The party is almost over

The party is almost over

Now we know – the party’s not quite yet over. The Fed lowered by 0.25%, the stock market fell and then recovered yesterday to post new ATHs in the S&P and Nasdaq – but crucially, not in the Dow.  This critical divergence remains.  And so long as it stands, I maintain that we are near the top.

Many of the signs of a flagging bull are still there, from low put/call ratios, weakening advance/decline ratios on the NYSE, declining new highs/new lows and very weak trading volumes into the rally.  These are all classic signs of an ageing bull.

But the raging bull just won’t lie down – yet. It has been a very rare exercise in frustration for me since the Christmas low as my Tramline analytical methods have pointed to a lower probability of further Dow advances.  But it has been the low odds options that have prevailed.  Sometimes they do. Market forecasting is an exercise in assessing the odds of various options.  And sometimes, I get it wrong.

Incidentally, my lower odds option has been for the Dow to move up to the 28,000 region – and that is definitely back on the table but still at lower odds.

The vast majority of my other campaigns this year have been roaring successes (see two of them below) and that has taken the edge off the disappointment over our poor Dow campaigns.  This has  boosted my confidence that my Tramline methods are still working.

But just as  the normal human response to this Dow disappointment is to abandon the effort and switch attention to other markets, I am deciding to go against the normal response. In fact, I will re-double my vigilance! 

Most of us have been there.  Give up on that market – and a little later, check back on it and lo and behold find it has moved in your direction by hundreds of pips!  And you are not on board. You have missed the best low risk entry!  Now that’s what I call real frustration.

I have a sneaking feeling this latest surge is taking the indexes up to their major highs very soon and one reason is the action in the Japanese Yen.  Historically, the yen has moved more or less in opposite directions to that of the Dow.  Both are fueled largely by dollar liquidity and flights to risk on/risk off.  Here is a comparison of the two since the Christmas low

They both plunged to their Christmas lows in unison but since April, there has been a widening divergence with the Dow rising with the yen (USD/JPY falling).  The Dow is signalling risk on while the yen is being favoured in risk off. And since currency traders usually are smarter than the equity guys, my guess is that the Dow will do the catching up at some stage soon.


Is General Electric finally creating some sparks?

This is one of America’s oldest and largest manufacturing companies that has fallen on hard times as the wave of globalisation has moved much manufacturing overseas – particularly to China.  But that process is wearing out as that country is not longer quite so low cost any more.

For PRO SHARES and for my weekly Chart of the Week for Interactive Investor, I have lately been rooting out some depressed shares on both sides of the Atlantic that I believe are poised for major upward corrections.  Not all shares are taking part in the ATHs of the major indexes!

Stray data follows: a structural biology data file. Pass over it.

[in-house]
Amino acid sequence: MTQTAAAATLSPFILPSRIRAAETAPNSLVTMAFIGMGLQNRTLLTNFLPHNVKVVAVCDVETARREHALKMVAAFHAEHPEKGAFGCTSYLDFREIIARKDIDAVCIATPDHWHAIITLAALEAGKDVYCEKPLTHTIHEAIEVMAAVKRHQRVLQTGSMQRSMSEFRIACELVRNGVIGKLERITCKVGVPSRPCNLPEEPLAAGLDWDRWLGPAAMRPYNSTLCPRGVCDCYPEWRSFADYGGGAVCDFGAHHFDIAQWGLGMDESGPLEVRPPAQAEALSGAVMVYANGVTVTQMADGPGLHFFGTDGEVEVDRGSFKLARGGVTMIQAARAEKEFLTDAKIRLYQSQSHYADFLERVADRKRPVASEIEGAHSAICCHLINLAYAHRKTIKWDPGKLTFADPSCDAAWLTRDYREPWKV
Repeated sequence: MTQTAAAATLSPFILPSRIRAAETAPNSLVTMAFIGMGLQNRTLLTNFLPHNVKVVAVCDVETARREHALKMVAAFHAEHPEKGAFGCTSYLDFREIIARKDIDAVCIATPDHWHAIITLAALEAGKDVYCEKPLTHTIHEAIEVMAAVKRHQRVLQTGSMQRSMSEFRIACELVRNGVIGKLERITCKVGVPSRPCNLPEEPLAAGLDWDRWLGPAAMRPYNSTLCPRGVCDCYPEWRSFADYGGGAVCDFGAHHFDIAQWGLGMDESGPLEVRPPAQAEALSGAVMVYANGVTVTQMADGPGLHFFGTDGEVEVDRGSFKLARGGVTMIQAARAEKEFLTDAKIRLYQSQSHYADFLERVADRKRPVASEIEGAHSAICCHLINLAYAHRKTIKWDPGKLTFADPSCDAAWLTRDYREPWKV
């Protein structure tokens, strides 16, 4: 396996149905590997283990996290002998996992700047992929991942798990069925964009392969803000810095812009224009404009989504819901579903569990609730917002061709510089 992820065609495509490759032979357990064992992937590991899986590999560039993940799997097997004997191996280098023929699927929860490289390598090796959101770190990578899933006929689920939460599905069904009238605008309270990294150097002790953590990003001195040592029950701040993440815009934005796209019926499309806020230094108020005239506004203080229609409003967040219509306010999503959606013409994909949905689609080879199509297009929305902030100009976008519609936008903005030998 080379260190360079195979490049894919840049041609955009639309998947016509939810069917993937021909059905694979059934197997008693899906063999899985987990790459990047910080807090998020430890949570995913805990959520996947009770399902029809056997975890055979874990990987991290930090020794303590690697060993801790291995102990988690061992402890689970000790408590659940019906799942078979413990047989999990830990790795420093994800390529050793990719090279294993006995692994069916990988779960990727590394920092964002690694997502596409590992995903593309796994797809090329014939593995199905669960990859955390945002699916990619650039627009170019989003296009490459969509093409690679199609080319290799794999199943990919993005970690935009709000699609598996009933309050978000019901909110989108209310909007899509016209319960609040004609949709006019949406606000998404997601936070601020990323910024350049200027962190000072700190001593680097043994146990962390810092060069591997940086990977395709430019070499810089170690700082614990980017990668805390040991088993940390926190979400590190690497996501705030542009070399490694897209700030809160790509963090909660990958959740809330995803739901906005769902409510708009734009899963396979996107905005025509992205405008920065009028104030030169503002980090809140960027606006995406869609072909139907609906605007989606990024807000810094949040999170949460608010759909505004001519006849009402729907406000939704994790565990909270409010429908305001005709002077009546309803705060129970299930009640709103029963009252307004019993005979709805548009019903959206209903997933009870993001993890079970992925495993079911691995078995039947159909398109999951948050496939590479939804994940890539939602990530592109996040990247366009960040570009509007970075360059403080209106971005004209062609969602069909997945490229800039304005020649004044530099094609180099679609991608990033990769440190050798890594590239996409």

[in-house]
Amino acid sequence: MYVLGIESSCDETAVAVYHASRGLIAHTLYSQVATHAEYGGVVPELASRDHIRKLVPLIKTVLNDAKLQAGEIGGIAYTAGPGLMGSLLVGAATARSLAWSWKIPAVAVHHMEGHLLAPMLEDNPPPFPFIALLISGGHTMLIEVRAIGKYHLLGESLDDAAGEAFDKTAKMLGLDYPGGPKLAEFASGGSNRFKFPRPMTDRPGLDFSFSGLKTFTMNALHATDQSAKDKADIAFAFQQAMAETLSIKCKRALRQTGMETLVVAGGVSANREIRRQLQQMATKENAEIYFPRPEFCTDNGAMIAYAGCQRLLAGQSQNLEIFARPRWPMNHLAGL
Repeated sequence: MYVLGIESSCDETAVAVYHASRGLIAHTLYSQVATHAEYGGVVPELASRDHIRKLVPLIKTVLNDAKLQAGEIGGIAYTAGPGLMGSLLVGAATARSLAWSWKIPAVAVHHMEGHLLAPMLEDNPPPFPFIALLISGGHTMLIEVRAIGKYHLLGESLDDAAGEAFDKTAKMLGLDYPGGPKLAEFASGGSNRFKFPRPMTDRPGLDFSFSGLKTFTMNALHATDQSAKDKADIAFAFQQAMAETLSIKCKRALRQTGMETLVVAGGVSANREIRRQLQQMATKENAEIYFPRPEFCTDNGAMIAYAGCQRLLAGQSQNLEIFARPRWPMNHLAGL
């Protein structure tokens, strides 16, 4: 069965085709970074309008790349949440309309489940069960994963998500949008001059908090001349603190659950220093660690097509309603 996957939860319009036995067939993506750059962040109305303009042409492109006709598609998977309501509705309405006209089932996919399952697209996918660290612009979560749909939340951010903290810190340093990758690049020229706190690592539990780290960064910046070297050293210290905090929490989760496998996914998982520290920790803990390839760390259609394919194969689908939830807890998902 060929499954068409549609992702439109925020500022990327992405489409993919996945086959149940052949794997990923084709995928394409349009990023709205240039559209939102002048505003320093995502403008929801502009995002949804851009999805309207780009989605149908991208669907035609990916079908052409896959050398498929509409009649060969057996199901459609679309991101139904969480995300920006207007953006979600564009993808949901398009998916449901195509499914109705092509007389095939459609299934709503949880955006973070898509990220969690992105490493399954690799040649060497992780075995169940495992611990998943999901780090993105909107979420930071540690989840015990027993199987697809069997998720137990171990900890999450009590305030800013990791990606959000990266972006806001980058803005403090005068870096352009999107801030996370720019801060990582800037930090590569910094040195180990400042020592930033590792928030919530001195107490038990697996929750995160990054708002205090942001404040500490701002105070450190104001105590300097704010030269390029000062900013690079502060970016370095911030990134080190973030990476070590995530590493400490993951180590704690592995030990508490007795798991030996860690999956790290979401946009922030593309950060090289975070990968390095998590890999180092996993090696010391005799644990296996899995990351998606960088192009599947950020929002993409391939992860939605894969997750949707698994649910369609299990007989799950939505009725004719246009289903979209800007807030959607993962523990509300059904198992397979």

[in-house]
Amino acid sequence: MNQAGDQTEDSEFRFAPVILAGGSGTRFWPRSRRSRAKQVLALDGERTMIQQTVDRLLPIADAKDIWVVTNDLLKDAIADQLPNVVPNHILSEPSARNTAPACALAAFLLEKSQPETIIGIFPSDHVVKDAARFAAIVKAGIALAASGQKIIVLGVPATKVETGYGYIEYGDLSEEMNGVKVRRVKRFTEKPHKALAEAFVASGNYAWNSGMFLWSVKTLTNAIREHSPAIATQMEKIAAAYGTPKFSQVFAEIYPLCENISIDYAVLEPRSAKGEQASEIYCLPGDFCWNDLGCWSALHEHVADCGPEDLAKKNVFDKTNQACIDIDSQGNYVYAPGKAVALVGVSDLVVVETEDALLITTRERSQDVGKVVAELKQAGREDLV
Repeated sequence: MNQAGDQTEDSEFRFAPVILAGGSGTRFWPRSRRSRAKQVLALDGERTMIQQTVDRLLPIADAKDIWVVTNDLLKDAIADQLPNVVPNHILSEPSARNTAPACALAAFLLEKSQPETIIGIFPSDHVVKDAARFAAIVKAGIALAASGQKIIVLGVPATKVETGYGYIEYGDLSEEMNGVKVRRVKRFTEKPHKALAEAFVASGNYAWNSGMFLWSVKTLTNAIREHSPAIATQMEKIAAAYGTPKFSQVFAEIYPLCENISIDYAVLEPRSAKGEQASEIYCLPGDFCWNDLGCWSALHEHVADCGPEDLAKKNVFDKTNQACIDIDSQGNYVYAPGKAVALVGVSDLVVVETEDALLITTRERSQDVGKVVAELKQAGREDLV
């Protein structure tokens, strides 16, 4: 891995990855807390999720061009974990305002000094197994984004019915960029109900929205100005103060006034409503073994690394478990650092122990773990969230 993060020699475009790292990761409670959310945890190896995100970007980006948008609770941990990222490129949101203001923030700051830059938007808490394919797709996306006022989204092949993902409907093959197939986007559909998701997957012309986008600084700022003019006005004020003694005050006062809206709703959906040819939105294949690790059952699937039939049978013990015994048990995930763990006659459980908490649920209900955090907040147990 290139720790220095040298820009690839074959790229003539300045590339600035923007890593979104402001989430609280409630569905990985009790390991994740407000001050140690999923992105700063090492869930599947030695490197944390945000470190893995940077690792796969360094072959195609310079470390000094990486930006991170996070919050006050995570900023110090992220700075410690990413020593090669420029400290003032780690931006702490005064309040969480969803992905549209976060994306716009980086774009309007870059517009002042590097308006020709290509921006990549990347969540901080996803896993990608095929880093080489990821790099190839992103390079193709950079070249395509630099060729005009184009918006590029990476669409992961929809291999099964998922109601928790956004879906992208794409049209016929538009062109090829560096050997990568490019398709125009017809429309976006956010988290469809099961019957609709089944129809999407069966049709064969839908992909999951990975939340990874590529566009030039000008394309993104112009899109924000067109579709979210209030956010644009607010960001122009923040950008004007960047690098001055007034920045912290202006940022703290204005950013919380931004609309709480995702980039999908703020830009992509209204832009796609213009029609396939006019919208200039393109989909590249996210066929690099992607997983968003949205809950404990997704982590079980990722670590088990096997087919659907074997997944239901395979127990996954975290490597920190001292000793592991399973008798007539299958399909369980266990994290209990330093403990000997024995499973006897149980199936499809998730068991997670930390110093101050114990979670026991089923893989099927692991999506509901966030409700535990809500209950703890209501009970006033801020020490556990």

In fact, I believe these shares will be terrific bulwarks against the upcoming economic contraction that lies ahead.  The high flyers will be flying high no longer.

Take a three week Free Trial to my PRO SHARES service to find out more!

GE shares have been in a tailspin since the July 2018 high at $33 as investors have steadily abandoned hope for a turnaround.  They made a recent low at $6.70 a year ago – a loss of 80%.  Ouch!

But that has set up the vision of a Double Bottom with the 2009 Credit Crunch low.  And that is when I started to get interested.  Also, the decline has traversed the blue tramlines down to a large momentum divergence at the low – a sure sign the bear was running out of puff.

Not only that, but the recent action appears to be making a Head & Shoulders reversal

Note the lovely kiss on the upper blue tramline – a sure test of a valid tramline.  And last week, the Q2 results were published and the shares shot up from $9 to over $10 rapidly to test the neckline.

So now, all is in place for a further advance to my first major target.

This example is a vivid demonstration that markets make major lows just when most are not expecting it and when the news is mostly gloomy.  As markets come off their lows, the news gets progressively more encouraging – just as we saw last week.


Natural Gas market heats up

This is a major market for us in VIP TRADERS CLUB.  The market had been in severe decline earlier this year on the perception of an over-supply from the fracking fields.  But a few weeks ago, I noted the potential for a sharp reversal, particularly if there was an early cold snap in the Northern hemisphere.

In fact, the technical picture was certainly pointing that way in the summer.

This daily chart shows the last stages of the mighty decline off the 50 spike high a year ago when gas prices surged – from last year’s early cold snap.  I asked if history could repeat back in August as the market was putting the finishing touches to my wave 5 back on my lower tramline support on a momentum divergence.

That is when I started my bull campaign.  And since then, we have been trading long, and especially off the lovely kiss low for another low risk entry.

So far, it has made one of my major targets at the previous high at 27.  And with this year’s early cold snap in the Mid-West USA, history does seem to be repeating.


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